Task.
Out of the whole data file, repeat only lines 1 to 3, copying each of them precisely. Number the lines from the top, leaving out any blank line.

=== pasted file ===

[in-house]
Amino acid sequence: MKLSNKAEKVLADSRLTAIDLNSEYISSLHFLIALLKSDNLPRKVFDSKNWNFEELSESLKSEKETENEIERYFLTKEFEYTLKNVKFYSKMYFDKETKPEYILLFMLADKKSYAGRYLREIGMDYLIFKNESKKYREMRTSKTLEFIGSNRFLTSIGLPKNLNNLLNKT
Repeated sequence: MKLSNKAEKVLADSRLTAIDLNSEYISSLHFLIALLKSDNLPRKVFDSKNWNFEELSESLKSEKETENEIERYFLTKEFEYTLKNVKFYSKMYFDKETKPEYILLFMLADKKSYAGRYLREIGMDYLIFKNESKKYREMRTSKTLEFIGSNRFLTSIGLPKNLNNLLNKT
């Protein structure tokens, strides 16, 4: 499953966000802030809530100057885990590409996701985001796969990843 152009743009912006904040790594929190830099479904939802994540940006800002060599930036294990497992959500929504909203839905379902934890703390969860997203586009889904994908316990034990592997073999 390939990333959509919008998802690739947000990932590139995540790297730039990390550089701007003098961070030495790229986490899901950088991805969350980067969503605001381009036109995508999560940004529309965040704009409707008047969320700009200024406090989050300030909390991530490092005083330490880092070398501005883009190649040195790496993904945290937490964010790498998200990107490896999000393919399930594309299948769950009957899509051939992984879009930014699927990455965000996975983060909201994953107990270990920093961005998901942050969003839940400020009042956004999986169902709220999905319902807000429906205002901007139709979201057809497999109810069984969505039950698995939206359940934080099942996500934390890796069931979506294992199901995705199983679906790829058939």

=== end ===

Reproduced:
[in-house]
Amino acid sequence: MKLSNKAEKVLADSRLTAIDLNSEYISSLHFLIALLKSDNLPRKVFDSKNWNFEELSESLKSEKETENEIERYFLTKEFEYTLKNVKFYSKMYFDKETKPEYILLFMLADKKSYAGRYLREIGMDYLIFKNESKKYREMRTSKTLEFIGSNRFLTSIGLPKNLNNLLNKT
Repeated sequence: MKLSNKAEKVLADSRLTAIDLNSEYISSLHFLIALLKSDNLPRKVFDSKNWNFEELSESLKSEKETENEIERYFLTKEFEYTLKNVKFYSKMYFDKETKPEYILLFMLADKKSYAGRYLREIGMDYLIFKNESKKYREMRTSKTLEFIGSNRFLTSIGLPKNLNNLLNKT